Ganey and Smith, Circuit Judges, and Kirkpatrick, District Judge.
This is an appeal from an order of the District Court holding the defendant union in contempt for violation of a previous order of the court. The order (affirmed by this court August 11, 1966, 365 F.2d 295) which was the basis of the contempt proceeding, directed the union to comply with an arbitration award in a dispute as to the proper interpretation of a term of its collective bargaining agreement with the Marine Trade Association. Sometime after the entry of that order, a widespread work stoppage closing the Port of Philadelphia occurred because the men were dissatisfied with the arbitrator's award.
The Court, at 6:45 P.M. on March 1, after hearing, held the union responsible for the mass action of its members, adjudged it to be "in civil contempt only" and imposed a fine of "$100,000 per day effective this date at 2:00 P.M." (the time when the hearing began) "the first payment to be made within 24 hours . . . and every thereafter as long as the order of this Court is violated." The record made before the trial court fully justifies the Court's finding that the mass action of the members of the union was, in fact, the action of the union. The union appealed the next day.
The character of the order, whether for civil or criminal contempt, was the subject of a reargument in this court. Of course, the fact that the judge called his action a judgment in civil contempt, though persuasive, is not conclusive. However, under the rule laid down by the Supreme Court in Shillitani v. United States, 384 U.S. 364, 16 L. Ed. 2d 622, 86 S. Ct. 1531 (1966), the judge was clearly right.
In the Shillitani case the court announced a perfectly clear, simple, and easily applied test for determining whether a penalty imposed in a contempt proceeding is for a civil or criminal contempt. The court said, "The test may be stated as: what does the court primarily seek to accomplish by imposing sentence?" It seems that in this case there can hardly be much doubt that the judge was primarily, if not solely, seeking to put an end to the strike, and that he may have had in mind some thought of punishment as well does not affect the nature of the proceeding.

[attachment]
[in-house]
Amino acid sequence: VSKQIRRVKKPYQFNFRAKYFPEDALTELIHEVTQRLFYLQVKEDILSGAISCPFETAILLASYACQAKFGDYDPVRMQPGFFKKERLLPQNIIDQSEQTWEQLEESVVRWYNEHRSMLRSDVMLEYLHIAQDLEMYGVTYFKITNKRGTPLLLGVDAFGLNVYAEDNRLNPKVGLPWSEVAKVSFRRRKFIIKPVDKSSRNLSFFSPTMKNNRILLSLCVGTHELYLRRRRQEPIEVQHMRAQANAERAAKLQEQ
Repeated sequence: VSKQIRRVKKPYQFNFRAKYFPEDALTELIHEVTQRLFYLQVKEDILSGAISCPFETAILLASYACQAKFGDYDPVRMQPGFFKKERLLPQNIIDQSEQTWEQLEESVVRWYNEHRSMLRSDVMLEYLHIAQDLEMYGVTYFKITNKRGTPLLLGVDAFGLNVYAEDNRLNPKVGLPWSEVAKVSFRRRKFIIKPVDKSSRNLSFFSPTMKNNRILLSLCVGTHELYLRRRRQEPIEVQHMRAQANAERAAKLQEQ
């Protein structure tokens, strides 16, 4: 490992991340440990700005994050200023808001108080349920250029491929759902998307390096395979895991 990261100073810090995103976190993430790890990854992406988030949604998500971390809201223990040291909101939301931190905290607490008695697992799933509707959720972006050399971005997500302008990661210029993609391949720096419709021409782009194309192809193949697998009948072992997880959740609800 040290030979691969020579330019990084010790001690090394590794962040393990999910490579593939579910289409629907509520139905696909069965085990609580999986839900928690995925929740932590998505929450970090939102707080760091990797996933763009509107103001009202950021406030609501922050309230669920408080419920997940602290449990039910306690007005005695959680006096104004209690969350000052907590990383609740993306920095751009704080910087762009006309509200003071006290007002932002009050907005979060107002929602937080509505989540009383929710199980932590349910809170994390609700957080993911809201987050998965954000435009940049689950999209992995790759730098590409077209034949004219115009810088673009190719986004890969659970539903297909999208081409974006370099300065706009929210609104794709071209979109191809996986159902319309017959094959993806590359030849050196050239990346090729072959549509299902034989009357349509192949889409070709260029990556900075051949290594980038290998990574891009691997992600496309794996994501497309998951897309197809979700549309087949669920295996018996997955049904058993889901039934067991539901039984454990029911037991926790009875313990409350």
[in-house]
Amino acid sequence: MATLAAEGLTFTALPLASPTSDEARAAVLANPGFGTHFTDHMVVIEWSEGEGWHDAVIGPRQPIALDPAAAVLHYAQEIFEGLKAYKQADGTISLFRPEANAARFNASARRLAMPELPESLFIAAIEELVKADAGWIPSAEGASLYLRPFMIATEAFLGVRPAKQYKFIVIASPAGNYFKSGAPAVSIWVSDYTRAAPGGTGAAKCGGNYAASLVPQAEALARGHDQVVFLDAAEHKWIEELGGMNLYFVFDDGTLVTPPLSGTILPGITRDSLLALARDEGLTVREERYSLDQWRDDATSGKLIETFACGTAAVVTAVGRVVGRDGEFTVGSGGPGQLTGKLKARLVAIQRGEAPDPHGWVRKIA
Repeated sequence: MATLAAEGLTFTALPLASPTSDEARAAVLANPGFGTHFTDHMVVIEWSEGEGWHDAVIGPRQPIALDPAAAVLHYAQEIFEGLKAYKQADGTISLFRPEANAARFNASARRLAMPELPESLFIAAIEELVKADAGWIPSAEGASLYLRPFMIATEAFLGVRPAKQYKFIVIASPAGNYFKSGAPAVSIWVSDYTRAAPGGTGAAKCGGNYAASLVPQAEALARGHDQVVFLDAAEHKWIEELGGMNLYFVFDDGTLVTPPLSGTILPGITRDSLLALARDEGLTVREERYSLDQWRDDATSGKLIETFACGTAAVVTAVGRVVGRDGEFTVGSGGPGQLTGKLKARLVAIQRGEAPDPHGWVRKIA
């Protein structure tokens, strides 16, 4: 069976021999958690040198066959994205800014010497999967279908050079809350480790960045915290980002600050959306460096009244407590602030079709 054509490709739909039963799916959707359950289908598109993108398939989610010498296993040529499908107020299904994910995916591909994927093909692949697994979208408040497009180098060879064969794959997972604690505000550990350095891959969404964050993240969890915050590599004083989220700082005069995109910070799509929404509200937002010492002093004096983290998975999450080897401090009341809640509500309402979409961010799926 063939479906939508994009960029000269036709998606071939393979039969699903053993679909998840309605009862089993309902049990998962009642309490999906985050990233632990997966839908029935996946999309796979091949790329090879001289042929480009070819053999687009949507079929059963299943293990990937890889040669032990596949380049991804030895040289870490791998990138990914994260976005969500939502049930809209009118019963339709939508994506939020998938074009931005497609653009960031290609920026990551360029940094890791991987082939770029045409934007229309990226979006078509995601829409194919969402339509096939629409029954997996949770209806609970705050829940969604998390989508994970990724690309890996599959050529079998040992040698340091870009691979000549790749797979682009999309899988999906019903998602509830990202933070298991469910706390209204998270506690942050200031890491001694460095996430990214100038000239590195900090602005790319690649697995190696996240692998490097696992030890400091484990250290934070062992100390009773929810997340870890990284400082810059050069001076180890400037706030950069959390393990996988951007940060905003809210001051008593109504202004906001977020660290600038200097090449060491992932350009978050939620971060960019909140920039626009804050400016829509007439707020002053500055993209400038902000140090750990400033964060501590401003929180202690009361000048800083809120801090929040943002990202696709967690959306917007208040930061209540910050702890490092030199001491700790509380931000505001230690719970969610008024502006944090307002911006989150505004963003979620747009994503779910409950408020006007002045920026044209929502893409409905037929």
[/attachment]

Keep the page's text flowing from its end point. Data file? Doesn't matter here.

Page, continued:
The fact that the order of $100,000 per day was made "effective" at a time more than four hours past, with the first payment not due until the following day, is no indication that its purpose was punitive rather than coercive -- rather the contrary. It would be hard to think of any good reason why the judge, if he was imposing a fine solely as a punishment for a criminal offense, would date it back. On the other hand, it would be entirely logical for the judge in this case to fix a past hour as the effective date of his order so as to give a starting point for the first 24-hour period at the end of which the first payment was to be made.
Of the several points raised by the appellant the only one which merits extended notice is the contention that the union was entitled to a trial by jury and that the Court's refusal to comply with a written demand therefor was a deprivation of due process. Plainly, due process is not involved. What is involved, however, is whether it was error to deny the union a jury trial.
Title 18 U.S.C. § 3692,*fn1 upon which the union bases its claim to a right of trial by jury, was originally a part of the Norris-LaGuardia Act. The union contends that it applies to all contempt proceedings growing out of a labor dispute but, on its face, it applies only to cases of contempt for violation of certain injunctions or restraining orders.
The order under review is not an injunction or a restraining order but an order under Section 301 of the Labor Management Relations Act, 29 U.S.C. § 185, for specific performance of the bargaining agreement which made the award final and binding. This court has already so ruled. Nor does it involve or grow out of a labor dispute. There was a labor dispute between the plaintiff and the union, but it had been settled by the arbitrator's award in accordance with the bargaining agreement and was no longer alive. The order arose not from the labor dispute but from the union's conduct in failing to carry out the Court's order.
Moreover, Congress in 1948 took the subject matter of 3692 out of the Norris-LaGuardia Act and made it a part of the criminal code. The natural inference to be drawn from that action is that Congress intended the protections provided by 3692 to be accorded to defendants in criminal proceedings and that that section is simply not applicable in cases of civil contempt in which the court is seeking only to obtain compliance with an order.
The order of the District Court will ...